258 lines
12 KiB

// gint:usb:asyncio - Asynchronous I/O common definitions
#include <gint/defs/types.h>
#include <gint/defs/call.h>
/* Data tracking the progress of a multi-part multi-round async I/O operation.
* Writes are multi-part because they are constructed over several calls to
write(2) followed by a "commit" with fynsc(2). They are additionally
multi-round because each call to write(2) requires mutiple rounds of
hardware communication when the hardware buffer is smaller than the data.
* Reads are multi-part because each transaction from the host requires
several calls to read(2) ("user segments") if the user's buffer is shorter
than the full transaction. In addition, reads are multi-round because a
single read(2) to a user buffer takes multiple rounds of hardware
communication ("hardware segments") whenever the user buffer is larger
than the hardware buffer.
The process of performing such an I/O operation, as tracked by this
structure and use throughout gint, is as follows.
## Writes
WRITING ---------------------.
^ | | HW buffer
Start writing | | Not full | full: start
| | | transmission
write(2) | v v
--> IDLE ------------------> PENDING <------------- FLYING-WRITE
^ ^ | DONE interrupt
| DONE write(2) | |
| interrupt | |
| | | Data exhausted
| fsync(2): start | v
Initially the operation is in the IDLE state. When a write(2) is issued, it
interacts with hardware then transitions to the IN-PROGRESS state, where it
remains for any subsequent write(2). A fsync(2) will properly commit data to
the hardware, finish the operation and return to the IDLE state.
The FLYING-WRITE and FLYING-SYNC states refer to waiting periods, after
issuing hardware commands, during which hardware communicates. Usually an
interrupt signals when hardware is ready to resume work.
Note that in a series of write(2), hardware is only instructed to send data
once the hardware buffer is full. Therefore, a write(2) might transition
directly from IDLE or IN-PROGRESS, to PENDING, to IN-PROGRESS, without
actually communicating with the outside world.
An asynchronous write(2) might return to the caller as soon as writing is
finished even if the operation is left in the FLYING-WRITE state, and it may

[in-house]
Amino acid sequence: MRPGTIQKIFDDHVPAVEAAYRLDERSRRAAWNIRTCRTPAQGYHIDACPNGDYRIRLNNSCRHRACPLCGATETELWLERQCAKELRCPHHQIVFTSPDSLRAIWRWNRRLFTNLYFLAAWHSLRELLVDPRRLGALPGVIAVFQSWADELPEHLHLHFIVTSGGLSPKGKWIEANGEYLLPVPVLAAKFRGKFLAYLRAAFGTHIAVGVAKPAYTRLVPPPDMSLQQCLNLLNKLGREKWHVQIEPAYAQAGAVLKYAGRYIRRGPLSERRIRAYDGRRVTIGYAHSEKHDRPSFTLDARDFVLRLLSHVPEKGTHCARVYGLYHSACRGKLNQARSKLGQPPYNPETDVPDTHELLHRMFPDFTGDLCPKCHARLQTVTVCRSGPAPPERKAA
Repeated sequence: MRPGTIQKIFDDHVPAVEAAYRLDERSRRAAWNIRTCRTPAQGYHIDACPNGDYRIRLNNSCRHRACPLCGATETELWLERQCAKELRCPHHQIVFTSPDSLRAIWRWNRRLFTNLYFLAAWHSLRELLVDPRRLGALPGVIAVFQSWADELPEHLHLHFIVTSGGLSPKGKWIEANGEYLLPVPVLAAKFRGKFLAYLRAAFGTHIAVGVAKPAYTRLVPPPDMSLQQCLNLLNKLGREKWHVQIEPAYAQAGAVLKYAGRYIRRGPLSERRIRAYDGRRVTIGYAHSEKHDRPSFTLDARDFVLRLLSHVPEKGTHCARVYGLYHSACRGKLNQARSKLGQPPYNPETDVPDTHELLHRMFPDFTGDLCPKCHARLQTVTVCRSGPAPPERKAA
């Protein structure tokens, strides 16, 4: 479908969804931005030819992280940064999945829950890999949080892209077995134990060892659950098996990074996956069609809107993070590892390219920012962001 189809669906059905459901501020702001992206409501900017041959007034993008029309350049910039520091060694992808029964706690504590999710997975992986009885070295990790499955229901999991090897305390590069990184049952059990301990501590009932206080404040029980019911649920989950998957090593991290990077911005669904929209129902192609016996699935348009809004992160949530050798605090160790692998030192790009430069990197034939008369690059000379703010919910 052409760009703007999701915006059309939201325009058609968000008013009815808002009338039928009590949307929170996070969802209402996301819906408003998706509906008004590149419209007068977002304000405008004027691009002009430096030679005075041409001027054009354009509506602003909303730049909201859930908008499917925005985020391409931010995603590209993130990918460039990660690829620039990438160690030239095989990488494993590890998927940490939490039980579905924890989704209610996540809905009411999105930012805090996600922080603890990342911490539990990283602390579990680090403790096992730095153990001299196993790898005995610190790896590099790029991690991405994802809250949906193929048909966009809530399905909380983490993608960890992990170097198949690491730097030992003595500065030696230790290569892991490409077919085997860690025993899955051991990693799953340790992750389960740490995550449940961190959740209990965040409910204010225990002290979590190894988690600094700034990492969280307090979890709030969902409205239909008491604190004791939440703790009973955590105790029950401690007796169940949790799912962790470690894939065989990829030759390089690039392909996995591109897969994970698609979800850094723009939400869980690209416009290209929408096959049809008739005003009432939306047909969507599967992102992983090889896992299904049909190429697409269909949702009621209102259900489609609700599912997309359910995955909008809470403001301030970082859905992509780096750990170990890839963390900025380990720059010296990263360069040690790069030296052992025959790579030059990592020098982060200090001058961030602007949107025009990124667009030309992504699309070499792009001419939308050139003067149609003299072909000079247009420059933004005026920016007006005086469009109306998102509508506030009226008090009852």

even return while the operation is in the WRITING state if the DMA is used.
The invariants and meaning for each state are as follow:
State(s) Characterization Description
IDLE type == ASYNCIO_NONE No I/O operation
PENDING data_w && round_size == 0 Ready to write pending data
WRITING, round_size > 0 CPU/DMA write to HW in progress
FLYING-WRITE HW transmission in progress
IN-PROGRESS !data_w && type == WRITE Waiting for write(2) or fsync(2)
FLYING-SYNC type == ASYNCIO_SYNC HW commit in progress
The series of asyncio_op function calls for a write is as follows:
transaction ::= write* fsync
write ::= asyncio_op_start_write round+ asyncio_op_finish_write
round ::= asyncio_op_start_write_round asyncio_op_finish_write_round
fsync ::= asyncio_op_start_sync asyncio_op_finish_sync
Each write(2) (with a single user-provided buffer) is split into multiple
rounds that each fill the (small) hardware buffer. More writes can follow
until an fynsc(2) commits the pipe.
## Reads
IN interrupt
--> IDLE-EMPTY --------------> IDLE-READY
| \ read(2) | ^
read(2) | \ Transaction | | User buffer
| \ exhausted* | | filled
| '----<----------. | |
| \ | |
| IN interrupt \ | |
v .--------->--------. \ v | .---. Read from
'---------<--------' '---'
HW buffer exhausted with
user buffer not full
On this diagram, the right side indicates the presence of data to read from
hardware while the bottom side indicates a read(2) request by the user.
Notice the diagonal arrow back to IDLE-EMPTY insteaf of WAITING, which
highlights that read(2) will always return at the end of a transaction even
if the user-provided buffer is not full (to avoid waiting).
A read(2) request (a "user segment") might consume several full hardware
buffers ("hardware segments") if the user buffer is large, thus looping
repeatedly between WAITING and READING. Conversely, each hardware segment
might fulfill many read(2) requests if the user buffer is small, thus
looping between IDLE-READY and READING.
* Note that if the transaction finishes right as the user buffer fills up,
we return to IDLE-READY and the next call to read(2) will successfully read
0 bytes and transition back to IDLE-EMPTY. This allows the user to read the
entire transaction by reading data until they get fewer bytes than requested